Back To Basics

The 2004 campaign season promises to be one filled with some tried and true as well as new and exciting events. Having first rate, serviceable goods and looking sharp and well accoutered are the hallmark of a good soldier. To that end we offer the following for the month of February:

Forage and McDowell caps

The first thing noticed on the soldier is his headgear. NJ Sekela has painstakingly recreated the LJ&I Phillips contract cap in both types that were prevalent throughout the war. Crosshatch embossed leather sweatband with contractor stamp; 100% correct chin strap buckles (exclusive to us) and an overall look and fit that cannot be matched make this a must have for your impression.

Orders are being taken now for the CS and US version of the McDowell cap. This cap features a pasteboard bound visor and is a unique and collectable cap. Exclusive 100% correct chin strap buckle; quilted crown lining and overall attention to detail is what you would expect. Both the above caps are perfect for the private soldier and the Officer alike! All sizes available, just ask!

Pleated Linen Shirts and Cravats

Nothing finishes off the Officer or citizen impression like a quality pleated linen shirt and spring steel coil cravat. The linen shirts sport hand sewn pleats with tab for fastening to the top button of your trousers to keep the pleats straight and also come with Paris makers stamp. The cravats come in many different patterns as well as black satin and are a direct copy of an original in NJ Sekela collection.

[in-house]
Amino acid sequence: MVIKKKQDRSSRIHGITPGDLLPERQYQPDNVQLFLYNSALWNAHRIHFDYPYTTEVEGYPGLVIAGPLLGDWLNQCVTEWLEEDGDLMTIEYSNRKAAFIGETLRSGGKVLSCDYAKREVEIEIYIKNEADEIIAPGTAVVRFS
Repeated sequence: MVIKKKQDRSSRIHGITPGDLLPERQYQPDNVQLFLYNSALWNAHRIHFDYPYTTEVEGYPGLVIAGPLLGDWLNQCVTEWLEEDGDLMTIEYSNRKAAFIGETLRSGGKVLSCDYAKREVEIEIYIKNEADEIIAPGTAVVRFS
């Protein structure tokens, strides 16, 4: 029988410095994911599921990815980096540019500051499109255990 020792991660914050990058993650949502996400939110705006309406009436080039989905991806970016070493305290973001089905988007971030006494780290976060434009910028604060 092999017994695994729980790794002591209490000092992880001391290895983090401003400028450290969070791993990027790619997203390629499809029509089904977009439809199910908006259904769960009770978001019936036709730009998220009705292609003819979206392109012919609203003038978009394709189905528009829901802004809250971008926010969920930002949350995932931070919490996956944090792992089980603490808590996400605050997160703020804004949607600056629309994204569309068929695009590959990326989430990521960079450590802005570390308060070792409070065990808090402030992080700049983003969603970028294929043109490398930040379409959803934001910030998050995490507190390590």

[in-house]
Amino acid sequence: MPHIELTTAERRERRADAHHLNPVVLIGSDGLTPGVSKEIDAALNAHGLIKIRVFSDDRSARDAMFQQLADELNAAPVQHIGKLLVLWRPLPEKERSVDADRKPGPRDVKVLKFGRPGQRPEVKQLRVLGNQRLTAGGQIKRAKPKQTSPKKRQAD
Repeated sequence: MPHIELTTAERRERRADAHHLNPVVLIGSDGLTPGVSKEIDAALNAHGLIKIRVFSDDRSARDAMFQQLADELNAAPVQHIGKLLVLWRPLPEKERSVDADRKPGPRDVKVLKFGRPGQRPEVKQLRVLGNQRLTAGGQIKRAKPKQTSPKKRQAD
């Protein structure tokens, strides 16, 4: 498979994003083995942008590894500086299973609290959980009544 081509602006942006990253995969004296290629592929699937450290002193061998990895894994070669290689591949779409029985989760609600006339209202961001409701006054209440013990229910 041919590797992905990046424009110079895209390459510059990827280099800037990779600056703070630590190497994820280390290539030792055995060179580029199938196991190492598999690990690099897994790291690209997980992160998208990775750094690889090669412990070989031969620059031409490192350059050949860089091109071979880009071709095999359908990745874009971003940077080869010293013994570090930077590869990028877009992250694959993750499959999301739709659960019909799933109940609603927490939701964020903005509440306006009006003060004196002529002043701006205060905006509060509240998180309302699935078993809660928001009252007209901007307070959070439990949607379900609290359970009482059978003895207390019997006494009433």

Also keep in mind the false front Bib for those occasions when a prayer meeting or Officer meeting or mess comes up unexpectedly. A gentleman was supposed to be presentable with fresh linen and well groomed, these bibs make that transformation possible and, like all our goods, are documented to originals.

Fatigue Blouses

The month of February brings in 3 Federal fatigue blouses for your inspection. The tried and true JT Martin contract lined coat will once again be offered at a new and attractive price for pre orders during the opening stages of the run. This coat features the custom dyed flannel to achieve the "greenish cast" so prevalent in originals and is truly the hallmark of the hobby.

All sizes available for order and will be in stock as well.

Fresh from the page of "For Fatigue Purposes: by Patrick Brown comes the Nathan Gale contract coat. The Gale coat was contracted by the Schulykill Arsenal and carries its unique stamp. the original coat viewed by Mr. Brown had field add on waist pockets and a hook and eye closure at the throat. We have done the field alterations for you making this coat unique yet 100% correct. The run will be for the month of January, pre orders are being shipped and stock will be available. The pockets make this a wonderful coat for the NCO who needs the extra storage! Once again, all sizes available!

The New York Depot unlined coat, a $200 retail coat is now available for $135! This coat is based on original viewed by NJ Sekela who took extensive notes on it and has recreated it here for those hot summer campaigns. All seams flat felled, hand done buttonholes, custom wool flannel, inner pocket, totally faithful to the orignal....my mistake is your gain, this coat will not remain in stock long at this quality and price...it simply cannot be had for this unheard of price!

Orders still being taken for the Penitentiary jacket which will be made in time for Spring events, a perfect jacket for AOT and Trans Mississippi.

Enlisted Dress Coat

I have heard some proclaim that 2004 is the year of the dress coat what with all the event regs that have it as an optimum part of the impression.